Sands Bethworks Gaming v. PA Dept of Revenue et al (majority)

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Justia Opinion Summary

In a case brought in the Pennsylvania Supreme Court's original jurisdiction, Petitioner Sands Bethworks Gaming, LLC, challenged a recent amendment to Pennsylvania gaming law in which casinos paid a supplemental assessment on slot-machine revenue, and the funds are then distributed primarily to underperforming slot-machine facilities to be used for marketing and capital development. Sands alleged that the amendment violated the Pennsylvania Constitution’s requirement of uniform taxation, its mandate that all enactments have a public purpose, and its rule against special legislation. Sands also claimed the scheme violated the Equal Protection and Due Process Clauses of the Fourteenth Amendment to the federal Constitution. The Supreme Court concluded the amendments were indeed unconstitutional, and the offending parts could be severed from the rest of the statute. Any assessment monies paid to the Commonwealth pursuant to the amended gaming law were ordered to be refunded.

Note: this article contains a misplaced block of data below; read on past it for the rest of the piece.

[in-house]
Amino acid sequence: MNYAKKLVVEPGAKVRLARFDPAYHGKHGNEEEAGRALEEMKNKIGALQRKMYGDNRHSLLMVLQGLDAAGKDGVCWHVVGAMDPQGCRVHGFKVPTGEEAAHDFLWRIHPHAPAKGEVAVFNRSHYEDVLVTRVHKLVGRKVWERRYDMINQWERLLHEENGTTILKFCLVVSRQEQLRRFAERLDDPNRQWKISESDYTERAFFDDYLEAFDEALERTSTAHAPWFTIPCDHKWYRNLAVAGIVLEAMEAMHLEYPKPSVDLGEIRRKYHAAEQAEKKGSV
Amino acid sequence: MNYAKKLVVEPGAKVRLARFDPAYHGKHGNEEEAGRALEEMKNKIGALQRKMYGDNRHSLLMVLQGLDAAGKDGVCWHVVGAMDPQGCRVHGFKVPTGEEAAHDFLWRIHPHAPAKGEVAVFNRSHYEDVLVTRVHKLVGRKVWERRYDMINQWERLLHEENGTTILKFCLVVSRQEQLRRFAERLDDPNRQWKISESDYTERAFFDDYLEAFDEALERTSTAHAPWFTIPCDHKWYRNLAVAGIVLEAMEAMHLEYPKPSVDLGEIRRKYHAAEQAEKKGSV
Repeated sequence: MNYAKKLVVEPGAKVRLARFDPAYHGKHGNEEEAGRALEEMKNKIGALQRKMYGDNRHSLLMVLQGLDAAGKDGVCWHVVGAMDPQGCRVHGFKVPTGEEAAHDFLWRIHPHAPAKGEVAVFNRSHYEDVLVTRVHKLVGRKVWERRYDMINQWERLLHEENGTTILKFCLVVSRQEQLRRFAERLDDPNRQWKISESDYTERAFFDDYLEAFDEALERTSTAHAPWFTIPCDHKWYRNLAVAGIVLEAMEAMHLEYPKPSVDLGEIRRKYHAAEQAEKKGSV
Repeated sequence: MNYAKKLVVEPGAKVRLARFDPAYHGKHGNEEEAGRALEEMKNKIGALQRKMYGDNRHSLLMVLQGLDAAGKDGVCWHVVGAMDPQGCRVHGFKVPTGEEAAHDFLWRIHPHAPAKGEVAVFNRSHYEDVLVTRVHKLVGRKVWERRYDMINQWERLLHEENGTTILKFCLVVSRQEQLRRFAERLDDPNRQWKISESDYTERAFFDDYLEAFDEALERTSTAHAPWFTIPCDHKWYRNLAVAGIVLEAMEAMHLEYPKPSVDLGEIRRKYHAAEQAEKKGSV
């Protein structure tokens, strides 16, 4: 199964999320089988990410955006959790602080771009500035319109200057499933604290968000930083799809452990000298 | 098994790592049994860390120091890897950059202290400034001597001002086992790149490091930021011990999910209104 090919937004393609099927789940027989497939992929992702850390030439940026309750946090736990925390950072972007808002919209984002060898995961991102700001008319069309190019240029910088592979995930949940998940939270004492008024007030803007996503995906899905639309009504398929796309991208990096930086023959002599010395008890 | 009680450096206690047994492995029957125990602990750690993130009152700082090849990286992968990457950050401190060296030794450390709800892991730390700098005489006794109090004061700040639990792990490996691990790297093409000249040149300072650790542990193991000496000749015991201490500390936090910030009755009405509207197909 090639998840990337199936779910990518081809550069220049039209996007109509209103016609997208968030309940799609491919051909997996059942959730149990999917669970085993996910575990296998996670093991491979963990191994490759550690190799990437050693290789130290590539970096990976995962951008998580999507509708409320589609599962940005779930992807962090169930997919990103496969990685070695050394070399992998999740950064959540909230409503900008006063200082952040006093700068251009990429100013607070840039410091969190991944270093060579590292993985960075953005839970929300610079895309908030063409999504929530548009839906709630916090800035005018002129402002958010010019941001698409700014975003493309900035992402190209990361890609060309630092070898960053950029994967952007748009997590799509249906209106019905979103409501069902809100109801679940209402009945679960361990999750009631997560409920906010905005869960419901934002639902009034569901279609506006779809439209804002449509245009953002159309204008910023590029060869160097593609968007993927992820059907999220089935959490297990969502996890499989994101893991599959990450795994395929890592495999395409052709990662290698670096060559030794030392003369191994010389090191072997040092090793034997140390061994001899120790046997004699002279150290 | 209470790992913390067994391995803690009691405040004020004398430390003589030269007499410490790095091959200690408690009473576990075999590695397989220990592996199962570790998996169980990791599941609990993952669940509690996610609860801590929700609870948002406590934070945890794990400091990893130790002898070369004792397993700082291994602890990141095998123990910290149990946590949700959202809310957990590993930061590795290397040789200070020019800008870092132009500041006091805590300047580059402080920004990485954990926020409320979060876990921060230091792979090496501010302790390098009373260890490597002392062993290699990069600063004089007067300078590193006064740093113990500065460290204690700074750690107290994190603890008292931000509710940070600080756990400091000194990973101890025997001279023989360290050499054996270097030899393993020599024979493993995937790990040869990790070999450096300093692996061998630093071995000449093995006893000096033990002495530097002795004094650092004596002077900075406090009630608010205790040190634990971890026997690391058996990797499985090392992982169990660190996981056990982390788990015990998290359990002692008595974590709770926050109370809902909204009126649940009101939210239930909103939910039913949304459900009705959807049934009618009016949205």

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[J-38-2018] IN THE SUPREME COURT OF PENNSYLVANIA MIDDLE DISTRICT SAYLOR, C.J., BAER, TODD, DONOHUE, DOUGHERTY, WECHT, MUNDY, JJ. SANDS BETHWORKS GAMING, LLC, : : : : : : : : : : : : : : : : : Petitioner v. PENNSYLVANIA DEPARTMENT OF REVENUE; C. DANIEL HASSELL IN HIS OFFICIAL CAPACITY AS SECRETARY OF THE PENNSYLVANIA DEPARTMENT OF REVENUE; AND THE PENNSYLVANIA GAMING CONTROL BOARD, Respondents No. 216 MM 2017 Appeal from the Petition in the Nature of a Complaint Seeking a Declaratory Judgment and Injunctive Relief ARGUED: May 17, 2018 OPINION CHIEF JUSTICE SAYLOR DECIDED: April 26, 2019 This matter is brought in our original jurisdiction and involves a constitutional challenge to a recent amendment to Pennsylvania’s gaming law. Under the amendment, casinos pay a supplemental assessment on slot-machine revenue, and the funds are then distributed primarily to underperforming slot-machine facilities to be used for marketing and capital development. I. Approximately fifteen years ago, the General Assembly substantially widened the scope of legalized gambling in Pennsylvania by passing the Pennsylvania Race Horse Development and Gaming Act (the “Gaming Act”).1 See generally Pennsylvanians Against Gambling Expansion Fund, Inc. v. Commonwealth, 583 Pa. 275, 877 A.2d 383 (2005) (upholding most of the Gaming Act against a challenge to the process by which it was enacted). The Gaming Act authorized slot-machine operations as a newly-created aspect of the gaming landscape, with licenses divided into three types: a Category 1 license authorizes slot machines at an existing horse racetrack; a Category 2 license allows for slot machines in a non-racing facility in a city of the first or second class, or in a revenue- or tourism-enhanced location; and a Category 3 license authorizes slot machines in an established resort hotel with at least 275 guest rooms. See 4 Pa.C.S. §§1301-1305; Mount Airy #1, LLC v. Dep’t of Revenue, 638 Pa. 140, 157 n.7, 154 A.3d 268, 278 n.7 (2016).2 Persons holding one of these types of licenses pay a 34% tax on the gross terminal revenue (“GTR”) generated by their slot machines, see 4 Pa.C.S. §1103 (defining gross terminal revenue as slot-machine money received minus various types of payouts such as cash paid to slot-machine players), which is then transferred into the State Gaming Fund. See 4 Pa.C.S. §1403 (establishing the State Gaming Fund within the Pennsylvania treasury). They also pay a daily assessment of 5.5% of GTR into the Pennsylvania Gaming Economic Development and Tourism Fund (the “Gaming Tourism Fund”), which is administered by the Department of Community and Economic Development (the “DCED”). See 4 Pa.C.S. §1407(a)-(c). 1 Act of July 5, 2004, P.L. 572 (as amended 4 Pa.C.S. §§1101-1904). The act is codified as Part II of Pennsylvania’s Amusements Code. 2 As of 2017, a fourth category of slot machine licenses allows for slot machines at ten additional locations in Pennsylvania. See 4 Pa.C.S. §1305.1. Category 4 facilities are not at issue in this case as they are not affected by the statutory provisions challenged here. [J-38-2018] - 2 The Gaming Act has been revised on multiple occasions since 2004. Of relevance here is amending legislation passed in 2017, known as Act 42. See Act of Oct. 30, 2017, P.L. 419, No. 42. Act 42 contains many varied provisions. For present purposes, it establishes a restricted account called the Casino Marketing and Capital Development Account (the “CMDC Account”) within the Gaming Tourism Fund, to be administered by the Gaming Control Board (the “Board”). See 4 Pa.C.S. §§1407.1(a), (b). Act 42 states that, beginning on January 1, 2018, each Category 1, Category 2, and Category 3 slot-machine facility is required to pay a supplemental daily assessment of 0.5% of its GTR into the CMDC Account. See id. §1407(c.1). Besides these monies, Act 42 also provides for ongoing transfers of $2 million annually from the State Gaming Fund into the CMDC Account. See id. §1408(c.1).3 In terms of how the CMDC Account monies are used, first, the Board is required to make certain statutory distributions from the account.4 These include disbursements of $4 million to each Category 1 or 2 licensee with a GTR of $150 million or less for the prior fiscal year; $2.5 million to any such licensee with a GTR between $150 million and $200 million during the prior fiscal year; and $0.5 million to each Category 3 licensee with a GTR of less than $50 million in the prior fiscal year. See 4 Pa.C.S. §1407.1(e)(1)(i)-(iii). If the CMDC Account lacks sufficient funds, these distributions are prorated according to a statutory formula. See id. §1407.1(e)(1)(iv). Any money remaining in the CMDC Account after such distributions are made is to be disbursed by 3 Act 42 also includes a one-time payment into the CMDC Account of funds which had been designated for local law-enforcement agencies but remained unused as of the effective date of the act. See id. This one-time transfer is not legally significant in relation to this dispute. 4 To be precise, the DCED makes these distributions at the direction of the Board. See See id. §1407.1(b). [J-38-2018] - 3 the Board on a discretionary basis to Category 1, 2, or 3 licensees that have applied for grants, see id. §1407.1(e)(2), with the proviso that no casino may receive more than $4 million from the account in a single year, and no casino may receive any funds from the account during the casino’s first two years of licensure. See id. §1407.1(e)(3). Under Act 42, the Board is tasked with notifying the Legislative Reference Bureau, for publication in the Pennsylvania Bulletin, when the GTR of all Category 1 and 2 licensees exceeded $200 million during the previous fiscal year, and the GTR of all Category 3 licensees exceeded $50 million during the previous fiscal year. See id. §§1407(c.1)(1), 1407.1(f)(1), 1408(c.1)(1). The challenged provisions of Act 42 expire when such notice is published, or ten years after Act 42’s effective date, whichever occurs first. See id. §§1407(c.1)(2); 1407.1(f)(2); 1408(c.1)(2). II. In December 2017, Sands Bethworks Gaming, LLC (“Sands”) – which operates slot machines at a casino in Bethlehem under a Category 2 license – filed in this Court’s original jurisdiction a petition in the nature of a complaint seeking declaratory and injunctive relief, naming as respondents the Department of Revenue, its Secretary in his official capacity, and the Board (collectively, the “Commonwealth”). Sands challenged the constitutionality, both facially and as applied, of Act 42’s provisions relating to the CMDC Account.5 Sands alleged that those provisions violated the Pennsylvania Constitution’s requirement of uniform taxation, its mandate that all enactments have a public purpose, and its rule against special legislation. Sands also claimed the scheme 5 This Court has exclusive original jurisdiction to hear any challenge to, or render a declaratory judgment concerning, the constitutionality of the Gaming Act. It is authorized to take such action as it deems appropriate (while retaining jurisdiction) to find facts or expedite a final judgment in connection with a constitutional challenge or a request for declaratory relief. See 4 Pa.C.S. §1904. [J-38-2018] - 4 violated the Equal Protection and Due Process Clauses of the Fourteenth Amendment to the federal Constitution. Thus, Sands asked this Court to declare Sections 1407(c.1), 1407.1, and 1408(c.1) unconstitutional, and to enjoin the state from collecting the tax assessed under those provisions. Thereafter, Greenwood Gaming and Entertainment, Inc. – which operates slot machines under a Category 1 license at Parx casino and racetrack in Bensalem – was permitted to intervene as an additional plaintiff. Greenwood forwarded claims and arguments similar to those of Sands. After oral argument, Sands notified this Court it had received a letter from the Office of Attorney General, which represents the respondents in this matter, stating that the Board intended to begin distributing funds from the CMDC Account in September 2018. Accordingly, Sands requested that we preliminarily enjoin such distributions until a ruling on the constitutionality of the challenged provisions of Act 42 is issued. We granted that request, directing the Board to retain all funds deposited into the account during the 2017-18 fiscal year until further order of this Court. We additionally noted that in the interim all affected slot machine licensees were still required to pay the supplemental daily assessment. See Sands Bethworks Gaming, LLC v. Dep’t of Revenue, No. 216 MM 2017, Order at 1-2 (Pa. Aug. 30, 2018). III. Arguing that the CMDC Account program violates the Fourteenth Amendment, Sands calls our attention to Thomas v. Kansas City Southern Railway Co., 261 U.S. 481, 43 S. Ct. 440 (1923) and Morton Salt Co. v. City of South Hutchinson, 159 F.2d 897 (10th Cir. 1947). See Brief for Petitioner at 34-36. In Thomas, Arkansas passed legislation creating a drainage district. To pay for the improvements, the law imposed a flat six-percent tax on the assessed value of all real estate within the district. The plaintiff, which had a rail line running through the district, complained that the railroad [J-38-2018] - 5 would pay a significant portion of the cost but would receive little benefit since its tracks were above flood level. The Supreme Court agreed: although the railroad might receive a speculative benefit in the form of increased future traffic, this was insufficient to justify imposing on the railroad liability for a significant portion of the project’s cost. Deeming the tax “grossly discriminatory,” the Court affirmed the order of the federal appellate court, which had held that the tax violated the Equal Protection Clause. Thomas, 261 U.S. at 485, 433 S. Ct. at 441. Morton Salt involved analogous facts. In that matter, a city sought to issue bonds to build a waterworks system, with the bonds to be retired by a flat tax on properties in the city. Morton Salt alleged it would pay 46 percent of the cost, but would receive no benefit since the system would not supply water to its property. In ordering preliminary injunctive relief, the Tenth Circuit acknowledged that the Fourteenth Amendment does not require that tax statutes – particularly general ones supporting schools, roads, law eforcement, or the like – impose precisely equal hardships on taxpayers or benefit them identically. See Morton Salt, 159 F.2d at 900-01. It observed, however, that the Amendment does impose some restraints: the government must give something to taxpayers in return for the tax, and hence, a tax which results in a “palpable inequality between the burden imposed and the benefit received” will be voided. Id. at 901.6 6 While Thomas has generally been understood as being decided on equal protection grounds, see, e.g., S.W. Prop. Trust, Inc. v. Dallas Cty. Flood Control Dist. No. 1, 136 S.W.3d 1, 14 (Tex. Ct. App. 2001) (Supp. Op. on Mot. for Reh’g), Morton Salt referred to due process rather than equal protection, finding that the tax was an “arbitrary taking of property without compensation.” Morton Salt, 159 F.2d at 901. Morton Salt’s formulation in this regard presumably reflects a conclusion that a special assessment which is grossly disproportionate to the benefit received by the taxpayer amounts to a “taking” of property under the Fifth Amendment’s Takings Clause as applied to states through the Due Process Clause of the Fourteenth Amendment. That concept has support in some early decisions, see, e.g., Dane v. Jackson, 256 U.S. 589, (continued…) [J-38-2018] - 6 For its part, Greenwood advances a similar contention, highlighting this Court’s decision in Allegheny County. v. Monzo, 509 Pa. 26, 500 A.2d 1096 (1985). See Brief for Intervenor at 27-29. Monzo involved an ordinance imposing a one-percent tax on all hotel-room rental income in Allegheny County to fund the building of a convention center in Pittsburgh. The convention center would result in more business for hotels in Pittsburgh, but not for hotels in distant parts of the county. The operator of a hotel in Monroeville challenged the tax on that basis, claiming it violated the Fourteenth Amendment’s due process and equal protection guarantees, as well as tax uniformity precepts under the state charter. This Court indicated that the “simple but controlling question is whether the state has given anything for which it can ask return.” Monzo, 509 Pa. at 38, 500 A.2d at 1102 (quoting Wisconsin v. J.C. Penney Co., 311 U.S. 435, 444, 61 S. Ct. 246, 249 (1940)) (…continued) 599, 41 S. Ct. 566, 568 (1921), although more recent cases have been somewhat ambiguous as to which Fourteenth Amendment precept – due process or equal protection – was involved. Compare, e.g., Concerned Taxpayers Coal. of Scarborough v. Town of Scarborough, 576 A.2d 1368, 1369 (Me. 1990) (reciting that the taxpayers raised an equal protection argument), with id. at 1370 (rejecting the argument on the basis that the taxpayers were not deprived of due process); see also Allegheny County. v. Monzo, 509 Pa. 26, 38, 500 A.2d 1096, 1102 (1985) (referring to the challenged assessment as a “taking without due process” as well as a “violation of equal protection and state uniformity standards,” albeit without providing developed reasoning distinguishing these types of violations). Perhaps because of this uncertainty, some courts have used a litmus based on the concept of arbitrariness without directly stating which aspect of the Fourteenth Amendment it is founded on. See, e.g., Bitter v. City of Lincoln, 85 N.W.2d 302, 307 (Neb. 1957) (recognizing that, while special assessments need not correspond precisely to the benefits received, they may not be “arbitrary, capricious, or unreasonable”); see also Simmons v. City of Moscow, 720 P.2d 197, 206 (Idaho 1986) (rejecting a constitutional claim where the tax was not “fraudulent, oppressive, arbitrary, unjust, unreasonable or an abuse of discretion”). [J-38-2018] - 7 (emphasis added by Monzo). Citing Thomas and Morton Salt, the Monzo Court continued that, as a general matter, [w]here the benefit received and the burden imposed [are] palpably disproportionate, a tax is not only a taking without due process under the Fourteenth Amendment to the United States Constitution, but also an arbitrary form of classification in violation of equal protection and state uniformity standards. Id. at 38, 500 A.2d at 1102; see also id. at 40, 500 A.2d at 1103 (observing that “money may not be expropriated constitutionally from one group to the benefit of another” (citing United States v. Butler, 297 U.S. 1, 56 S. Ct. 312 (1935))). Because the tax effectively aided Pittsburgh hotels at the expense of the other hotels in the county, this Court determined it violated due process and equal protection, as well as several aspects of the Pennsylvania Constitution. See id. at 46, 500 A.2d at 1106; cf. Leventhal v. City of Phila., 518 Pa. 233, 542 A.2d 1328 (1988) (upholding a similar hotel tax where the record did not support facts similar to those in Monzo). In response, the Commonwealth contends that where, as here, no fundamental rights are burdened, a statutory classification will survive a due process or equal protection challenge if it is rationally related to a legitimate state interest. In areas of social and economic policy, this occurs “if there is any reasonably conceivable state of facts that could provide a rational basis for the classification.” FCC v. Beach Commc’ns, Inc., 508 U.S. 307, 313, 113 S. Ct. 2096, 2101 (1993), quoted in Brief for Respondents at 43. Further, the Commonwealth notes, the burden of proof and evidentiary production is on the challenger. Insofar as revenue-based taxes are concerned, the Commonwealth points out that the Supreme Court has rejected an equal-protection challenge to a statute imposing unequal taxes on slot-machine earnings, where revenue from machines at racetracks was taxed at 36 percent but revenue from machines on riverboats was taxed [J-38-2018] - 8 at 20 percent. See Fitzgerald v. Racing Ass’n of Cent. Iowa, 539 U.S. 103, 123 S. Ct. 2156 (2003). There, the Court applied rational-basis scrutiny to the classification, and theorized that Iowa might reasonably have decided to tax earnings from riverboats at a lower rate to help the economies of river communities or encourage riverboats to stay in-state. See id. at 109, 123 S. Ct. at 2160. Whereas in Fitzgerald there was a 16 percentage-point difference, the Commonwealth forwards that, here, the differential is far less, particularly as casinos exceeding the threshold for automatic distributions can still apply for a discretionary grant, and there is a cap on how much money any given casino can receive in a single year. See Brief for Respondents at 46-47. The Commonwealth also observes that graduated tax rates are permissible under federal equal protection principles. Finally, the Commonwealth maintains that the provisions here “merely serve to spread the economic benefits of legalized gaming” – including job creation, economic development, and enhanced tourism – “throughout the various parts of the Commonwealth hosting Category 1, Category 2 and Category 3 casinos,” and that Act 42 does not transgress any constitutional limitations recognized by the United States Supreme Court regarding the drawing of statutory classifications in the tax arena. Id. at 48-49. The Commonwealth adds that it is reasonable to assume that all Category 1-3 licensees will attempt to exceed the threshold for automatic distributions eventually, at which point the challenged provisions will expire under the sunset provisions. See id. at 35. It suggests that the CMDC Account’s temporary nature in this respect demonstrates that the challenged provisions are only “designed to get the gaming industry up and running rather than to benefit some facilities over others.” Id. at 36. [J-38-2018] - 9 IV. All duly enacted legislation “enjoys a strong presumption of validity, and ‘will only be declared void if it violates the Constitution clearly, palpably and plainly.’” Commonwealth v. Bullock, 590 Pa. 480, 487, 913 A.2d 207, 211 (2006) (quoting City of Phila. v. Commonwealth, 575 Pa. 542, 573, 838 A.2d 566, 585 (2003)). The party challenging a statute’s validity carries a heavy burden to prove it is unconstitutional. See id. at 487, 913 A.2d at 212 (quoting Payne v. Dep’t of Corr., 582 Pa. 375, 383, 871 A.2d 795, 800 (2005)). In matters of taxation, the Legislature retains “wide discretion.” Devlin v. City of Phila., 580 Pa. 564, 588, 862 A.2d 1234, 1249 (2004). With that said, and as clarified in cases such as those discussed above, certain constraints apply where, as here, taxes are levied, not for general use by the state, but for specific projects or programs. Most pertinent for this matter, courts have viewed with disfavor circumstances in which the government enacts a special assessment but, for some subset of taxpayers, the tax imposed substantially outweighs any benefit received. One federal court has articulated that, unlike with general taxes, where special assessments are concerned there must “be some reasonable relationship between the burden imposed on each assessed property and the benefit, whether direct or indirect, which will be received by that property.” N.C. Elec. Membership Corp. v. White, 722 F. Supp. 1314, 1335 (D.S.C. 1989); cf. Bennett v. Bd. of Equalization of City of Lincoln, 515 N.W.2d 776, 779-81 (Neb. 1994) (striking a special assessment for street paving as arbitrary and capricious, where some of the properties assessed for the project would receive the same benefit as another group of properties which were not required to pay the assessment). Monzo is illustrative of the principle. In that matter, there was no dispute that the construction of a convention center in downtown Pittsburgh would serve a valid public [J-38-2018] - 10 purpose and help the city’s economy. The difficulty arose because the government did not limit the scope of the hotel tax to the hotels that would derive a benefit from the convention center. Instead, it imposed the assessment countywide so that some of the burden fell on hotels in remote areas of the county which were unlikely to realize any increased business from the convention center. The fact that the tax was uniform in its levy – each taxpayer was required to pay one percent of the income received from room rentals – was insufficient to save the legislation. The CMDC Account program presents even greater difficulties, since there are only a small number of taxpayers (twelve at present), and the subset of those which receive a tangible benefit obtain, not an indirect advantage, but actual funds drawn directly from the account into which the taxpayers pay the special assessment. Apart from the annual $2 million contribution from the State Gaming Fund, which is relatively minor in the present context, this scheme tends simply to recirculate and redistribute money among the taxpayers – albeit with the mandate that any casino receiving funds from the CMDC Account must use them for marketing or capital development. See 4 Pa.C.S. §1407.1(d). In this latter regard, we recognize that the Gaming Act’s legislative purposes can reasonably be seen to subsume the advancement of marketing and capital development among casinos. As stated by the General Assembly, the act’s goals include such items as increasing Commonwealth revenue, supporting tax relief and reduction for all Pennsylvania citizens, creating development and employment opportunities, fostering tourism, and ensuring the sustainability and competitiveness of the commercial gaming industry in Pennsylvania. See 4 Pa.C.S. §1102(2.1), (3), (6), (12.2). The Legislature could rationally conclude that these goals are best served when [J-38-2018] - 11 most or all slot-machine facilities engage in adequate promotional activities and have enough money for beneficial capital improvements. By extension, the Generally Assembly could reasonably believe that, for a limited time at least, assisting underperforming casinos to expand by means of such items serves the public interest, and that the CMCD Account program is designed to achieve that end. Indeed, the program’s statutory sunset provision reflects the Legislature’s limited intent in this regard. See id. §1407.1(f) (specifying that the CMCD Account provision – that is, all of Section 1407.1 – expires ten years after its effective date or upon notice that all of the affected licensees have reached the qualifying GTR levels, whichever occurs first); see also id. §§1407(c.1)(2) (same), 1408(c.1)(2) (providing for similar expiration of other transfers to the CMCD Account). Thus, we may assume that Act 42’s passage was motivated by rational social-policy goals. However, this only serves to place the circumstances of the present matter on a similar footing to those involved in Monzo – where, as noted, there was also little doubt that the assessment was prompted by a public purpose that the General Assembly could validly seek to foster. See Leventhal, 518 Pa. at 245, 542 A.2d at 1334 (referring to the establishment of a convention center in a city as “a legitimate public goal”). As developed above, the constitutional defect in Monzo was that the objective in question was advanced through a special levy imposed upon a limited group of taxpayers, a subset of which would not benefit in any meaningful way by the program. The special assessment in issue here has similar features. For example, according to the Board, the fiscal-year 2017-18 GTR of a Category 1 licensee known as “Mohegan Sun” was approximately $202.8 million, placing it above the threshold to receive a mandatory distribution (notwithstanding that it paid over $1 million into the [J-38-2018] - 12 CMDC account).7 Likewise, Parx Casino, which is owned by Intervenor, had a GTR of over $400 million, and hence, paid over $2 million into the account, but it is not entitled to a mandatory distribution for the fiscal year. By contrast, during the same period another Category 1 licensee, known as “Harrah’s Philadelphia,” had a GTR of $199.7 million, only slightly below that of Mohegan Sun, and just under the $200 million threshold, thereby entitling it to receive a $2.5 million mandatory distribution. Overall, the financial data published by the Board demonstrate that seven of the twelve taxpayers are not due to receive any mandatory distribution based on fiscal-year 2017-18 data. At the same time, two are entitled to a $4 million mandatory distribution, two more are slated to receive $2.5 million, and one is set to obtain $0.5 million. Indeed, Act 42 establishes a system specifically designed so that the taxpayers who pay the least into the CMDC Account are the most likely to receive a mandatory distribution from that account (and the less they pay, the more they receive), and vice versa.8 7 See pdf (“Board Data 2017-18”), last viewed January 14, 2019. We may take judicial notice of these statistics. See Pa.R.E. 201. 8 The Commonwealth argues that the state may make ability-to-pay distinctions when deciding how to allocate tax-funded benefits, such as in social-welfare benefits. See Brief for Commonwealth at 25 (citing Gean v. Hattaway, 330 F.3d 758, 771-72 (6th Cir. 2003) (noting the government may base such decisions on a person’s ability to provide for himself without state assistance)). The present situation is distinguishable in that we are not evaluating a statute which, in the interest of public health, safety, and welfare, allocates benefits funded pursuant to general tax laws. Rather, we are addressing a special assessment scheme in the commercial arena which is designed to, in effect, cause underperforming casinos’ marketing and capital-improvement costs to be subsidized by their competitors. [J-38-2018] - 13 Insofar as the discretionary grants are concerned, it is possible that some of the higher-earning casinos will be eligible to obtain a small amount of money. The funds remaining for discretionary grants when the mandatory distributions are made will be approximately $262,000. Even if that sum is distributed only to casinos that did not receive a mandatory distribution, such casinos would receive an average of just over $37,000 – a small fraction of the money they paid into the CMDC Account, and an even smaller fraction of the mandatory distributions granted to their competitors. This Court recognizes that the Gaming Act is unusual in that it created an entirely new industry in this Commonwealth, and it “provides a limited number of licenses and guarantees geographic monopoly status to some licensees and near-monopoly status to others, thus alleviating the effects of free-market forces[.]” Mount Airy #1, LLC v. Dep’t of Revenue & Eileen McNulty, 638 Pa. 140, 163, 154 A.3d 268, 282 (2016) (Saylor, C.J., concurring and dissenting) (citing 4 Pa.C.S. §§1304(b), 1307). We need not decide whether a program such as the one presently in issue would be valid if conceived from the outset of legalized slot-machine gambling. Here, however, Act 42 imposes on companies that are already part of Pennsylvania’s gaming industry an assessment system in which “the benefit received and the burden imposed [are] palpably disproportionate” to one another, by design. Monzo, 509 Pa. at 38, 500 A.2d at 1102. Nor are we persuaded by the Commonwealth’s reliance on the Supreme Court’s Fitzgerald opinion. That decision allows for different classes of slot machine facilities – those on land near racetracks, and those on riverboats – to be taxed at different rates. It does not involve a special assessment in which money is extracted from one subset of a defined class of casinos and redistributed for capital development and promotional [J-38-2018] - 14 purposes to other members of that same class. As such, it is inapposite to the present controversy. Finally, any advantage that a high-earning casino which does not qualify for an automatic distribution might receive from the gaming industry being “up and running” throughout Pennsylvania is too speculative to be considered a benefit proportional to the amount of money it must pay into the CMDC Account. Accordingly, we conclude that the challenged CMDC Account provisions cannot be sustained under the precedent set by Monzo and the federal cases it relied upon, as “the benefit received and the burden imposed [are] palpably disproportionate” insofar as casinos which do not obtain a mandatory distribution are concerned. Monzo, 509 Pa. at 38, 500 A.2d at 1102. The tax is thus inconsistent with the Fourteenth Amendment.9 9 See generally supra note 6 (discussing various theories courts have used to find such invalid under the Fourteenth Amendment). In light of our holding we need not reach Sands’ other claims. In reference to Justice Wecht’s suggestion that the present Fourteenth Amendment issue is “ancillary” in nature, Concurring Opinion, slip op. at 2, 16, we observe that the claim is one of four separate causes of action set forth in the complaint – any one of which, if meritorious, requires a finding that the CMDC Account program is constitutionally infirm. The concurrence, moreover, would rather this Court invalidate the legislation based on the Uniformity Clause, relying on the novel concept that a restricted-use distribution made in the post-collection timeframe effectively lowers the recipient’s initial tax liability. See id. at 14. Notably, the Uniformity Clause, by its terms, is focused on the levying and collection of taxes, see PA. CONST. art. VIII, §1 (“All taxes shall be uniform, upon the same class of subjects, within the territorial limits of the authority levying the tax, and shall be levied and collected under general laws.” (emphasis added)), and this Court has never interpreted it in the manner advocated by the concurrence. Particularly as the federal and state precedent reviewed above make it clear that the challenged legislation works a constitutional violation independent of the Uniformity Clause, we see no present need to decide whether the clause’s prohibitions should be extended to a new category of circumstances. [J-38-2018] - 15 V. We now address whether those provisions should be severed from the Gaming Act. The provisions of all statutes are presumed to be severable. See 1 Pa.C.S. §1925; see also D.P. v. G.J.P., 636 Pa. 574, 595, 146 A.3d 204, 216 (2016) (reciting that, when faced with “a constitutional flaw in a statute, we try to limit the solution to the problem” (quoting Ayotte v. Planned Parenthood of N. New Eng., 546 U.S. 320, 328, 126 S. Ct. 961, 967 (2006))). Further, the Gaming Act itself states that, with exceptions that are not presently relevant, all of its provisions are severable. See 4 Pa.C.S. §1902. The supplemental assessment and CMDC Account program comprise aspects of the Gaming Act which stand apart from, and independent of, the remainder of the act, which is fully capable of operation without those provisions. Accord Brief for Petitioners at 37 (describing the program as “a self-contained scheme”). As such, and as the parties agree, see id. at 36-38; Brief for Intervenor at 31; Brief for Respondents at 4951, the challenged provisions – namely, Sections 1407(c.1), 1407.1, and 1408(c.1) – may be (and now are) severed from the statute as a whole, which is not affected by the present ruling. VI. Ordinarily, a ruling invalidating a tax statute is not applied retroactively so as to require the government to refund all taxes paid under the statute, as doing so “subjects the taxing entities to the potentially devastating repercussion of having to refund taxes paid, budgeted and spent[.]” Oz Gas, Ltd. v. Warran Area Sch. Dist., 595 Pa. 128, 14546, 938 A.2d 274, 285 (2007) (emphasis added); see also Mount Airy #1, 638 Pa. at 160 n.11, 154 A.3d at 280 n.11 (noting money damages are ordinarily unavailable as a remedy for a constitutional violation). That concern does not apply here because the funds have not been spent, but have been held in abeyance in the CMDC Account [J-38-2018] - 16 during the pendency of this matter. The sole purpose of those funds, as noted, is to implement the distribution scheme contemplated by the now-severed provisions. That scheme cannot be implemented in light of our holding, and there is no remaining statutory directive regarding the disposition of the monies which the casinos have thus far paid into the CMDC Account. This suggests that the appropriate remedy is for the Commonwealth to refund such monies to those who paid them – and indeed, that is the remedy favored by all parties to this litigation. See Brief for Petitioner at 4146 (arguing that such a refund is legally permissible and appropriate under the circumstances); Brief for Intervenor at 29-33 (same); Brief for Respondents at 21-22 (acknowledging that the Commonwealth has “agreed to facilitate a refund to Sands in the event that the challenged statutory provisions are invalidated . . ., thereby making it unnecessary for this Court to decide whether retroactive relief of that kind would otherwise be appropriate”). Accordingly, we direct that the supplementary daily assessment monies paid into the CMDC Account under 4 Pa.C.S. §1407(c.1) by Sands, Greenwood, and any other Category 1-3 casino, be refunded to them. Jurisdiction is relinquished. Justices Baer, Todd, Donohue and Dougherty join the opinion. Justice Wecht files a concurring opinion in which Justice Mundy joins as to Parts I, III, IV, and V. [J-38-2018] - 17